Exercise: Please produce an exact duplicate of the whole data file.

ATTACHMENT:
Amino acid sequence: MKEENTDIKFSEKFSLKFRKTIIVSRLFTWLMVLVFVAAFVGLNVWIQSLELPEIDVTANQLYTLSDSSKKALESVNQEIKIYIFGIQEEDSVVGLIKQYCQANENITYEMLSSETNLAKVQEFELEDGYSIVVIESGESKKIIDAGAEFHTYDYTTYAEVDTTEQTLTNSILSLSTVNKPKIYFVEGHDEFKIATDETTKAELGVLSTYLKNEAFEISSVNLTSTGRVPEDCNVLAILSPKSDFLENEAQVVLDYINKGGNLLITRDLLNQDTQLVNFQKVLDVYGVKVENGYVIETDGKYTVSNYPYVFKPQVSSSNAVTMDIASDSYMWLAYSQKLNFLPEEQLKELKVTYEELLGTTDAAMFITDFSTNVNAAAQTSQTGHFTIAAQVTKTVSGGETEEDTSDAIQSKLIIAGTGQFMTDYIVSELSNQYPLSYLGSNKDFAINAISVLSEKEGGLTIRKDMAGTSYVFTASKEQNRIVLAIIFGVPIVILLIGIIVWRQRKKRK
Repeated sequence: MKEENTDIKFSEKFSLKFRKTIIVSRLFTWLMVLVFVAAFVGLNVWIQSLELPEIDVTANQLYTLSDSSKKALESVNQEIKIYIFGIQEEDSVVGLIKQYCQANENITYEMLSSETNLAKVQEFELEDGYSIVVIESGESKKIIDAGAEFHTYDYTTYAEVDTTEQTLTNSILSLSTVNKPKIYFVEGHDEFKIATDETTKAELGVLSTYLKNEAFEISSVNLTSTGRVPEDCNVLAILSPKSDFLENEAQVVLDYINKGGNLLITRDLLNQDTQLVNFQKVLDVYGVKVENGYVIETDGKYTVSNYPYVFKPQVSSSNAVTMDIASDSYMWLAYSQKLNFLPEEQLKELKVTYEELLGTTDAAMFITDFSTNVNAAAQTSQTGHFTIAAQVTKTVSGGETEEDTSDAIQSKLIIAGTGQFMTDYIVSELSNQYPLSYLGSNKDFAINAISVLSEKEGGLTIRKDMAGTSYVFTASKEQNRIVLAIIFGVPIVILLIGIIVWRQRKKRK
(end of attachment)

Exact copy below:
Amino acid sequence: MKEENTDIKFSEKFSLKFRKTIIVSRLFTWLMVLVFVAAFVGLNVWIQSLELPEIDVTANQLYTLSDSSKKALESVNQEIKIYIFGIQEEDSVVGLIKQYCQANENITYEMLSSETNLAKVQEFELEDGYSIVVIESGESKKIIDAGAEFHTYDYTTYAEVDTTEQTLTNSILSLSTVNKPKIYFVEGHDEFKIATDETTKAELGVLSTYLKNEAFEISSVNLTSTGRVPEDCNVLAILSPKSDFLENEAQVVLDYINKGGNLLITRDLLNQDTQLVNFQKVLDVYGVKVENGYVIETDGKYTVSNYPYVFKPQVSSSNAVTMDIASDSYMWLAYSQKLNFLPEEQLKELKVTYEELLGTTDAAMFITDFSTNVNAAAQTSQTGHFTIAAQVTKTVSGGETEEDTSDAIQSKLIIAGTGQFMTDYIVSELSNQYPLSYLGSNKDFAINAISVLSEKEGGLTIRKDMAGTSYVFTASKEQNRIVLAIIFGVPIVILLIGIIVWRQRKKRK
Repeated sequence: MKEENTDIKFSEKFSLKFRKTIIVSRLFTWLMVLVFVAAFVGLNVWIQSLELPEIDVTANQLYTLSDSSKKALESVNQEIKIYIFGIQEEDSVVGLIKQYCQANENITYEMLSSETNLAKVQEFELEDGYSIVVIESGESKKIIDAGAEFHTYDYTTYAEVDTTEQTLTNSILSLSTVNKPKIYFVEGHDEFKIATDETTKAELGVLSTYLKNEAFEISSVNLTSTGRVPEDCNVLAILSPKSDFLENEAQVVLDYINKGGNLLITRDLLNQDTQLVNFQKVLDVYGVKVENGYVIETDGKYTVSNYPYVFKPQVSSSNAVTMDIASDSYMWLAYSQKLNFLPEEQLKELKVTYEELLGTTDAAMFITDFSTNVNAAAQTSQTGHFTIAAQVTKTVSGGETEEDTSDAIQSKLIIAGTGQFMTDYIVSELSNQYPLSYLGSNKDFAINAISVLSEKEGGLTIRKDMAGTSYVFTASKEQNRIVLAIIFGVPIVILLIGIIVWRQRKKRK